New Delhi: The abrogation of Article 370, which gave special status to Jammu and Kashmir, has cleared the decks for Prime Minister Narendra Modi to take steps to stop the flow of excess river water into Pakistan.
The government has initiated a feasibility study to devise ways to do so without violating the Indus Waters Treaty's contours.
While Pakistan has criticised India for not adhering to the treaty, Jal Shakti (Irrigation) Minister Gajendra Singh Shekhawat told IANS on Wednesday India had "full right" over its waters. "What we do with our water is our internal matter. Mujhe Pakistan se koi approval nahi chahiye (I don't need any approval from Pakistan)," he said.
"The techno-feasibility study is underway. Once ready, I will take it to the cabinet for approval. There should not be any problem as we have maintained that the treaty is not distorted," the Minister said. But how long the study would take was difficult to say, he added.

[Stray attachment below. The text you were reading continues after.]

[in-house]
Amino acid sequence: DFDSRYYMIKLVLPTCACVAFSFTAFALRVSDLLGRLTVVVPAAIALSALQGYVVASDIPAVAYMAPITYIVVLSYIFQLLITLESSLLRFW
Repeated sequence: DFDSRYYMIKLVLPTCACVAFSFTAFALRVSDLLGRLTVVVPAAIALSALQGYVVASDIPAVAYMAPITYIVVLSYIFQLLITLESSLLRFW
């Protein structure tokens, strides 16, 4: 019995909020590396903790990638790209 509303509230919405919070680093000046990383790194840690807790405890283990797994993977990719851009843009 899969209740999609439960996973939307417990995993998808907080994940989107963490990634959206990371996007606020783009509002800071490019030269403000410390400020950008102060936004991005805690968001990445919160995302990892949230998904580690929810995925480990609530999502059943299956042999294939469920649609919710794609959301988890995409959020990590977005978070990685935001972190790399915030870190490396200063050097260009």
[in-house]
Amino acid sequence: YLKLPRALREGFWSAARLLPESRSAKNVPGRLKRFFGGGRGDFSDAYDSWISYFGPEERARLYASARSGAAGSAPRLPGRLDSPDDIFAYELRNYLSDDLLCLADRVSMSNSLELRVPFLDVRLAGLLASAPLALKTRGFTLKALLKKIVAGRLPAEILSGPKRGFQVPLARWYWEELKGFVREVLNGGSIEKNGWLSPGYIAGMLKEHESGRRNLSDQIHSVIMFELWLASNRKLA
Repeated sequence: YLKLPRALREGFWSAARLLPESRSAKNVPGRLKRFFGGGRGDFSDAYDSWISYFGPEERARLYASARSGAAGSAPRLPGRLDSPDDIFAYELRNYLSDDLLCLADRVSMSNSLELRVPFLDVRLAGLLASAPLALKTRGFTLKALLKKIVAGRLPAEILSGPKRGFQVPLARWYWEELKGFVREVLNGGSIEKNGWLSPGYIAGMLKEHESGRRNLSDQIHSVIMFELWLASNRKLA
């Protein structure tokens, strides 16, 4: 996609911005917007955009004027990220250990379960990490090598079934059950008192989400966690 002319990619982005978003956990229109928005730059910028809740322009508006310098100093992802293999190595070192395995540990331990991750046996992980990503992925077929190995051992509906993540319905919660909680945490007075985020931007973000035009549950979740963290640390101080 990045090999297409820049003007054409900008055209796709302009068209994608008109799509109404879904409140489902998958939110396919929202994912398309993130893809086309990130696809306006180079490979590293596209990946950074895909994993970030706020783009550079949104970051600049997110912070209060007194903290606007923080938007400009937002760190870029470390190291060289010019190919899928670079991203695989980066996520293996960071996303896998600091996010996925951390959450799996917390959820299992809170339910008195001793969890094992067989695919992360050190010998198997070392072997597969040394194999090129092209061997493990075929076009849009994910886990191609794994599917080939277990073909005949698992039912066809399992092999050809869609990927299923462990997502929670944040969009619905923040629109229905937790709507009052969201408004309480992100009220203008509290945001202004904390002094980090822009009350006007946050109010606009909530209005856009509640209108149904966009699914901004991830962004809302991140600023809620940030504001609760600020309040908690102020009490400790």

Shekhawat said multiple tributaries flowed into the primary rivers. "They come under India's control. We can take a decision on this water without any outside interference," he said. "We are not talking about water that belongs to Pakistan," he said.
A mechanism for distribution and sharing of water originating from the Indus rivers was finalised between India and Pakistan in 1960 under the World Bank-brokered Indus Waters Treaty. As per the treaty, India controls Beas, Ravi and Sutlej, and Pakistan, Indus, Chenab and Jhelum.
In February, soon after the attack on paramilitary personnel in Pulwama by Pakistan-based militant group, Union Minister Nitin Gadkari had said the government could control water flow.
Shekhawat also said the excess water currently flowing into Pakistan could be used during dry spells as per the need.
India-Pakistan bilateral relations turned sour after the Pulwama attacks. It became worse after India abrogated Article 370 earlier this month and bifurcated the state into Union Territories - Jammu and Kashmir and Ladakh.